As for ports and connectors, you get the standard proprietary charging port used also for connecting the tablet to a computer, the 3.5 mm headphone jack and also some extra goodies: a microSDHC card slot (supports up to 64 GB cards), a mini HDMI Type C port and a Full-size USB 2.0 port. The later can be used to connect different peripherals to your tablet, like a memory stick, an external HDD (both USB 2.0 and USB 3.0 compliant ones) and a mouse (I’ve tried a wired one, but I’ve seen wireless mice working as well). More about these in the first part of our video review, below.
There’s a good reasons for the extra bulk packed by the Asus SL101: it includes a keyboard underneath the display, that can slide in or out when you need it. Thus, the tablet can transform into a mini laptop replacement for those that look to type a lot on such a gadget.
The sliding mechanism is made from metal and feels solid. It will be a bit difficult to pop-out the keyboard at start, as it requires a bit of pulling, but once you’ll get used to the idea it will work like a breeze. In fact, this mechanism really reminds me of the one used on Nokia phones in the last years, on models like the N97 or the more recent Nokia E7.
Now, back to the keyboard. It’s as wide as a keyboard from a 10 inch netbook, but it is narrower though. The keys are not square, but rectangular, thus feel cramped and those of you with bigger fingers will have a problem getting used to them. Except for that, the keys have proper travel and aren’t noisy, but because the frame is made from plastic, there’s some obvious flex when pressing them, especially in the middle.
There are also some things I should add about the layout: I believe I got to test a Slider with an European keys arrangement, as the Enter key is quite big. What really bother me is the extra small Shift key on the left side; I tend to use that key a lot for capitalizing letters and because it’s tiny, I most of the time ended up pressing the key next to it instead. Frustrating, but maybe the US version will solve this issue?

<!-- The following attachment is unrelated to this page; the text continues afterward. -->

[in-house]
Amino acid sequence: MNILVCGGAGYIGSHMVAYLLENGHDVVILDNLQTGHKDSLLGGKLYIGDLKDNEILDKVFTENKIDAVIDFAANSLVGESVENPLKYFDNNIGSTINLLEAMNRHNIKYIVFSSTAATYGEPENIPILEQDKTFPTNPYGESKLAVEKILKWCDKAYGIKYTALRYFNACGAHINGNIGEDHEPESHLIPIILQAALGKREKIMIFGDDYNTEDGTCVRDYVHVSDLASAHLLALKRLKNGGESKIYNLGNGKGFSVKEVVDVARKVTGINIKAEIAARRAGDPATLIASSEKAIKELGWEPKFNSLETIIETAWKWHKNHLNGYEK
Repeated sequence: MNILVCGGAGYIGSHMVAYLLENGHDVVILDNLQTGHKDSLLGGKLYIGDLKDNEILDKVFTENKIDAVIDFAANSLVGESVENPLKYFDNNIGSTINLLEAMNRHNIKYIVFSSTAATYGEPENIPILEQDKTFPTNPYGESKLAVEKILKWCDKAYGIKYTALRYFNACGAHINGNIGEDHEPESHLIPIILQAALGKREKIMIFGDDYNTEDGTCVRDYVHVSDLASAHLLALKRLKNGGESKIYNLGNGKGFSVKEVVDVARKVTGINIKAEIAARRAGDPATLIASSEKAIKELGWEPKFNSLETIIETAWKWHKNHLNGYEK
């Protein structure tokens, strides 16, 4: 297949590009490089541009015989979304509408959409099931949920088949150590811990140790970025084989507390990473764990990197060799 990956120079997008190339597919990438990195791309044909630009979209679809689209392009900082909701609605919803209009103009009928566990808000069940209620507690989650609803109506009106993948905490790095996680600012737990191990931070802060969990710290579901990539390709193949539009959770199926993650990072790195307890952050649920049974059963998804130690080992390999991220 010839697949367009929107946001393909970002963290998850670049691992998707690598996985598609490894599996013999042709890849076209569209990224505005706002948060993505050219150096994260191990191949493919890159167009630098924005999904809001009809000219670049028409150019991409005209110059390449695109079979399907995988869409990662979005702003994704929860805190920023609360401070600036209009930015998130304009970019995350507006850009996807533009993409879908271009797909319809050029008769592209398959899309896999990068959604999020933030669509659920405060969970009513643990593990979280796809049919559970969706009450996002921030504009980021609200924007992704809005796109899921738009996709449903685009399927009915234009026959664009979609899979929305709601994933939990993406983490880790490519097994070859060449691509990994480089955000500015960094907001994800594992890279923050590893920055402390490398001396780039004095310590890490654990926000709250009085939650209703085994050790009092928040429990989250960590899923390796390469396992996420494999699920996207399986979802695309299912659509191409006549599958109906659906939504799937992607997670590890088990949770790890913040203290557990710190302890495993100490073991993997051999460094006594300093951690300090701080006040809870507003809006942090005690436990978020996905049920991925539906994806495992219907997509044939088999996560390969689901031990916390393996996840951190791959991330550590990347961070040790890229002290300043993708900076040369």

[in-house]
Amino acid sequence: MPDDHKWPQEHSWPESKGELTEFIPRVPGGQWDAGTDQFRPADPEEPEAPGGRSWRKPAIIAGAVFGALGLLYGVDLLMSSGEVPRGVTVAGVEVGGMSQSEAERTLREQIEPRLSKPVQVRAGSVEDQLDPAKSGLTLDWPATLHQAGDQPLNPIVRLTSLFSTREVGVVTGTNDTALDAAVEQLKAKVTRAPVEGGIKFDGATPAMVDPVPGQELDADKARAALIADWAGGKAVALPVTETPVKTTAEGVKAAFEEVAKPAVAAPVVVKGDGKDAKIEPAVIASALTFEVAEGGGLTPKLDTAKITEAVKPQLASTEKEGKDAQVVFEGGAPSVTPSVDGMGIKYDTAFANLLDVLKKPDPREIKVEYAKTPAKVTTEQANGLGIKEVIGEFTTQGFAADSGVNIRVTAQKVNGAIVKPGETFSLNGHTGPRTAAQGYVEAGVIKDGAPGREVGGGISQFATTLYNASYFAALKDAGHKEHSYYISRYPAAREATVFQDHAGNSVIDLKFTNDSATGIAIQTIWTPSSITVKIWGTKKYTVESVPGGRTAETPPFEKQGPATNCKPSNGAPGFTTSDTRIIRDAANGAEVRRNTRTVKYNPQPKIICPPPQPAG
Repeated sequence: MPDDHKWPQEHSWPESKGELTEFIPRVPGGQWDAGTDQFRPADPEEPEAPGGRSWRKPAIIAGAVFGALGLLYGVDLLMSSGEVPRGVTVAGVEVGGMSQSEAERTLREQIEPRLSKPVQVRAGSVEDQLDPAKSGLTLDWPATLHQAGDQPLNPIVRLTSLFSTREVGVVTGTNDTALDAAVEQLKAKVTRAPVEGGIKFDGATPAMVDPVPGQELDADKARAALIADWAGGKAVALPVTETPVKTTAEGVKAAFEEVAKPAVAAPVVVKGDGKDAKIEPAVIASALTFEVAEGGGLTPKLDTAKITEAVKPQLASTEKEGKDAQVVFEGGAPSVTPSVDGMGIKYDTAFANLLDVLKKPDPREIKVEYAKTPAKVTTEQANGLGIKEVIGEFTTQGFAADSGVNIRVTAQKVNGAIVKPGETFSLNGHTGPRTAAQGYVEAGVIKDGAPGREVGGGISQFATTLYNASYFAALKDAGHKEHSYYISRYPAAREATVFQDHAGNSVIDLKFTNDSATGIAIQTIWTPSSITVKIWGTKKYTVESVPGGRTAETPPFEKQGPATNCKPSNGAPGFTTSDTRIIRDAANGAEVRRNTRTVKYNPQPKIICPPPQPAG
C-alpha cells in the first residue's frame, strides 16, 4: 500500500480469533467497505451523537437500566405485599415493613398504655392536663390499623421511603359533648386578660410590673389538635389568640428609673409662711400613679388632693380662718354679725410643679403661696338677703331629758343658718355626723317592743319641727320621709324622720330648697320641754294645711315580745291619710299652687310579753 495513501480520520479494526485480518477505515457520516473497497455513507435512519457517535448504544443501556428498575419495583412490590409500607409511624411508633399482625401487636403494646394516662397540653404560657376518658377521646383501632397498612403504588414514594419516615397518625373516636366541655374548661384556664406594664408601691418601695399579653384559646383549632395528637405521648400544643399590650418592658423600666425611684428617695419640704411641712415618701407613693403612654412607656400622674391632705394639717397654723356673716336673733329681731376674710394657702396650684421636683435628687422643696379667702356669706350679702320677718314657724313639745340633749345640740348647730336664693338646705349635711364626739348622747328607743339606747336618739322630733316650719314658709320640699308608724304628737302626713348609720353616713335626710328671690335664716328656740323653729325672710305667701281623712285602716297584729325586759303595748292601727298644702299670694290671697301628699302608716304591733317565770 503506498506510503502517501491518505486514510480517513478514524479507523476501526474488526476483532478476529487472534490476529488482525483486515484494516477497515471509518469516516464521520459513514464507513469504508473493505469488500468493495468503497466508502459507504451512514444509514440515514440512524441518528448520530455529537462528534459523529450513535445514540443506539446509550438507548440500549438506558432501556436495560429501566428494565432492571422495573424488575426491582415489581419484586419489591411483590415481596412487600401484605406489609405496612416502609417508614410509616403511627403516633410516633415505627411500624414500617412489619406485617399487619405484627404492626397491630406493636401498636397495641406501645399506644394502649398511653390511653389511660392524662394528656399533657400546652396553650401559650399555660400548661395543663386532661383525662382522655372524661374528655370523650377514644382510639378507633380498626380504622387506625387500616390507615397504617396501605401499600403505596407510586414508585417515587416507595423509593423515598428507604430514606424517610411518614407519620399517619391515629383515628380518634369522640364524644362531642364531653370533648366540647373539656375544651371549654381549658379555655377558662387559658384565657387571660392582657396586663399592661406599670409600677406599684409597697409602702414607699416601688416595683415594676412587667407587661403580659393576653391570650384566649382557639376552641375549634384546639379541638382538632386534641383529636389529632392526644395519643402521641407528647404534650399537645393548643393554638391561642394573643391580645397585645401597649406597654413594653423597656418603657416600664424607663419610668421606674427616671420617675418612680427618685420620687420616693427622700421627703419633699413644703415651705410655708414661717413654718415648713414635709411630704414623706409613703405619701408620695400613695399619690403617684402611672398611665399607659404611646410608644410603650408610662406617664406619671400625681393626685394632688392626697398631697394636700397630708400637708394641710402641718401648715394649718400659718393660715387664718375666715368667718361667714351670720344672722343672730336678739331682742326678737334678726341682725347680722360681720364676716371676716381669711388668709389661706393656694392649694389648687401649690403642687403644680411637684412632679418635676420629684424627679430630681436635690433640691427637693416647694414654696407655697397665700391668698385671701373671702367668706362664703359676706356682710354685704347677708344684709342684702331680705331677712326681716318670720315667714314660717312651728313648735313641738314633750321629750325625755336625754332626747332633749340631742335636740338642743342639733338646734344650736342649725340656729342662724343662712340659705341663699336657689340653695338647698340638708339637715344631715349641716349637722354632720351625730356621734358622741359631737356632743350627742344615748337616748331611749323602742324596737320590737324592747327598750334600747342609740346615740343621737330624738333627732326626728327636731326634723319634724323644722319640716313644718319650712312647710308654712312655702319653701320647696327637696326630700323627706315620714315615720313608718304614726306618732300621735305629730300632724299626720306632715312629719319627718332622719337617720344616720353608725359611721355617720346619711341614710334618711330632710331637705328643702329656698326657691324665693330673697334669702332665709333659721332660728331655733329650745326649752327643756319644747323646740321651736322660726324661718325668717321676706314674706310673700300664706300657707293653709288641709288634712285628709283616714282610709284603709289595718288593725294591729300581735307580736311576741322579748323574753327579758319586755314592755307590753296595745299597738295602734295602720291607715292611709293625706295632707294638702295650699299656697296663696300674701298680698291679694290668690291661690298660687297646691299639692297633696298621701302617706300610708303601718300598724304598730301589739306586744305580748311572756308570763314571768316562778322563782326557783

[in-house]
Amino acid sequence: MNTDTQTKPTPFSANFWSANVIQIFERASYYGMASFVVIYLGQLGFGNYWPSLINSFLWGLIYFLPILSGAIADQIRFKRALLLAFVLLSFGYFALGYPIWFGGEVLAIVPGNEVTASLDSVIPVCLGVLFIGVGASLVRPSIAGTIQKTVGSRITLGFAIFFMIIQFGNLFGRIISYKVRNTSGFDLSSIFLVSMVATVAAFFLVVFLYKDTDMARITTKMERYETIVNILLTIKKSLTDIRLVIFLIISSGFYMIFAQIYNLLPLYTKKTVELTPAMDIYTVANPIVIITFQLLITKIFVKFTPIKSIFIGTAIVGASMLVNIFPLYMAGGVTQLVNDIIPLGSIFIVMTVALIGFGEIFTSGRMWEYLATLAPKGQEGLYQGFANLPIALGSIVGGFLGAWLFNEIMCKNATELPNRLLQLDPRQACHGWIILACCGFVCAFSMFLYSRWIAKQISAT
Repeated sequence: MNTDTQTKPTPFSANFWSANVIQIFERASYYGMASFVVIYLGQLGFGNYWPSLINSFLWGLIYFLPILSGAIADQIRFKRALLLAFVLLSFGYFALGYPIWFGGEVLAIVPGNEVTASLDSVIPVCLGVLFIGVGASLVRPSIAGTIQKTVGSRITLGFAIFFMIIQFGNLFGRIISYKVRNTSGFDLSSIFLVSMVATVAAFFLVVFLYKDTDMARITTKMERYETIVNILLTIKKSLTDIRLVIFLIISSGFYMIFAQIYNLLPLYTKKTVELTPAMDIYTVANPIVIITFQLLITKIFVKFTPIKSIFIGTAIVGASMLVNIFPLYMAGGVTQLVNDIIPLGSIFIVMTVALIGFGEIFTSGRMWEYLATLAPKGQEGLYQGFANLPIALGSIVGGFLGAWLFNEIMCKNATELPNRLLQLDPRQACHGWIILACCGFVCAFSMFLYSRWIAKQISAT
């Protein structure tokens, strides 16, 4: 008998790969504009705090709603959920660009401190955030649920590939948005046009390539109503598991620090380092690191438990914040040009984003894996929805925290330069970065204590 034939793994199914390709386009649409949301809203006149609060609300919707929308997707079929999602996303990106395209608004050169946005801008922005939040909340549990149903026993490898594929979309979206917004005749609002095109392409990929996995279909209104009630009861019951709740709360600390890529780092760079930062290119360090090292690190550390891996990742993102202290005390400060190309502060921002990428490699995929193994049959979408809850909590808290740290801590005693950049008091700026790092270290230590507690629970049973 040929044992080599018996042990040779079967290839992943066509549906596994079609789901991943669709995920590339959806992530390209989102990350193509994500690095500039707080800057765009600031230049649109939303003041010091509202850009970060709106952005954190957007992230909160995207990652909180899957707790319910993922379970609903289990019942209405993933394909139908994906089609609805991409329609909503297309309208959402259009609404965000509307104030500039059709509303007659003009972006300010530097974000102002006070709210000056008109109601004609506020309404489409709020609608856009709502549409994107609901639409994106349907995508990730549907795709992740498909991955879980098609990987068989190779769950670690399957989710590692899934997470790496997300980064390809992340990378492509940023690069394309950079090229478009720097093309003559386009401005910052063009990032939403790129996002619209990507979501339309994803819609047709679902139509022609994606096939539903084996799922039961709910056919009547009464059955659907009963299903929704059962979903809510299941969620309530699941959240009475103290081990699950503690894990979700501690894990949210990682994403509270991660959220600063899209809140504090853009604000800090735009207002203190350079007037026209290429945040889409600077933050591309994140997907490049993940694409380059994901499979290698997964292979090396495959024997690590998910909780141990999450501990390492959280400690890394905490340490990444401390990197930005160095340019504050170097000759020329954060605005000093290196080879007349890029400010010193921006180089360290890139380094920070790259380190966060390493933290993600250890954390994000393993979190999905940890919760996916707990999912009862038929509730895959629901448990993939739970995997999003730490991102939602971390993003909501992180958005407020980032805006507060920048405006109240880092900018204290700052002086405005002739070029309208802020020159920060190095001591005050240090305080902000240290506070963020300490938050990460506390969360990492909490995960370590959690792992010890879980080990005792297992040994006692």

Now, don’t get me wrong, the keyboard on the Asus Slider ain’t bad, it’s actually quite OK and will come in handy. Too bad there isn’t any Trackpoint to complete the experience, as there’s no way for you to control a mouse cursor (except for adding an USB mouse) and your hand will have to travel a lot between the screen and the keys during everyday use.
You’ll find more details about the keyboard in our video review (the first part above), plus a typing test and info on the Asus modified virtual keyboard, the same one we saw on the Transformer as well. And speaking of the Transformer, if you’re an avid typist and really want a keyboard on your tablet, I feel like the one offered on the docking unit for the Transformer is the better pick, as I’ve also stated in my comparison of the two EEE Pads.
The 10.1 inch IPS display we got on the Transformer is available on this tablet as well. And while this is not the best display you can get on a tablet right now, it is right there on par with the ones on the iPad 2 or the Galaxy Tab 10.1 .
Having an IPS panel, it offers excellent colors and viewing angles, while brightness and contrast levels are not too shabby as well.
Of course, we’re talking about a capacitive multitouch display with up to 10 points of touch, and those will come in handy in games. Being capacitive, it will be snappy and responsive to your finger commands, but you won’t be able to use it for note-taking or inking, as there isn’t any digitizer included, like on the HTC Flyer.